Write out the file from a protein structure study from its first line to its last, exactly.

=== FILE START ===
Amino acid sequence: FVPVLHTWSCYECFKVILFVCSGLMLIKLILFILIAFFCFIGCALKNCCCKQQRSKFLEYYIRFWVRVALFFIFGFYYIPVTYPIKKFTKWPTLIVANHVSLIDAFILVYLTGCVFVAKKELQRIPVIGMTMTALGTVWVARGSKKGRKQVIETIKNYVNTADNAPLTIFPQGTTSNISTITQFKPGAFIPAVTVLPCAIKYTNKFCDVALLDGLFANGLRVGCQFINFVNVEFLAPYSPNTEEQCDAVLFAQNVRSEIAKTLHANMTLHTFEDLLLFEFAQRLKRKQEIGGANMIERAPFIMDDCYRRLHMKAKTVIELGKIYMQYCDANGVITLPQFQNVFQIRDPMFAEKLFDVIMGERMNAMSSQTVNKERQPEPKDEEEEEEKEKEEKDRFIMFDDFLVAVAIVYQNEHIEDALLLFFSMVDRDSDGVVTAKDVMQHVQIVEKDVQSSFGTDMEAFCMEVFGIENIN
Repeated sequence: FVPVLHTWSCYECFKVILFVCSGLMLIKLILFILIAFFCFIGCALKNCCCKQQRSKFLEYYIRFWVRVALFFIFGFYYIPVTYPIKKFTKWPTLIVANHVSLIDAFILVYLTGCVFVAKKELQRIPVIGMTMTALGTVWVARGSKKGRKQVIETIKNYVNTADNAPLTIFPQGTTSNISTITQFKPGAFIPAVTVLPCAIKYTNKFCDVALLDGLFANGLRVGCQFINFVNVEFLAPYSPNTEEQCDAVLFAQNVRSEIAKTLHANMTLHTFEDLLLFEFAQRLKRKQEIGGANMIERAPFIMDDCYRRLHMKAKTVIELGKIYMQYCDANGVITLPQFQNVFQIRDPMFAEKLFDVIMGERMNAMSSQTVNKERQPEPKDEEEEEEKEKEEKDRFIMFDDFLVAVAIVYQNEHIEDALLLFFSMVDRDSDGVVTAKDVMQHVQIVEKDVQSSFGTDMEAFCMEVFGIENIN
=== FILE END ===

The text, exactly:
Amino acid sequence: FVPVLHTWSCYECFKVILFVCSGLMLIKLILFILIAFFCFIGCALKNCCCKQQRSKFLEYYIRFWVRVALFFIFGFYYIPVTYPIKKFTKWPTLIVANHVSLIDAFILVYLTGCVFVAKKELQRIPVIGMTMTALGTVWVARGSKKGRKQVIETIKNYVNTADNAPLTIFPQGTTSNISTITQFKPGAFIPAVTVLPCAIKYTNKFCDVALLDGLFANGLRVGCQFINFVNVEFLAPYSPNTEEQCDAVLFAQNVRSEIAKTLHANMTLHTFEDLLLFEFAQRLKRKQEIGGANMIERAPFIMDDCYRRLHMKAKTVIELGKIYMQYCDANGVITLPQFQNVFQIRDPMFAEKLFDVIMGERMNAMSSQTVNKERQPEPKDEEEEEEKEKEEKDRFIMFDDFLVAVAIVYQNEHIEDALLLFFSMVDRDSDGVVTAKDVMQHVQIVEKDVQSSFGTDMEAFCMEVFGIENIN
Repeated sequence: FVPVLHTWSCYECFKVILFVCSGLMLIKLILFILIAFFCFIGCALKNCCCKQQRSKFLEYYIRFWVRVALFFIFGFYYIPVTYPIKKFTKWPTLIVANHVSLIDAFILVYLTGCVFVAKKELQRIPVIGMTMTALGTVWVARGSKKGRKQVIETIKNYVNTADNAPLTIFPQGTTSNISTITQFKPGAFIPAVTVLPCAIKYTNKFCDVALLDGLFANGLRVGCQFINFVNVEFLAPYSPNTEEQCDAVLFAQNVRSEIAKTLHANMTLHTFEDLLLFEFAQRLKRKQEIGGANMIERAPFIMDDCYRRLHMKAKTVIELGKIYMQYCDANGVITLPQFQNVFQIRDPMFAEKLFDVIMGERMNAMSSQTVNKERQPEPKDEEEEEEKEKEEKDRFIMFDDFLVAVAIVYQNEHIEDALLLFFSMVDRDSDGVVTAKDVMQHVQIVEKDVQSSFGTDMEAFCMEVFGIENIN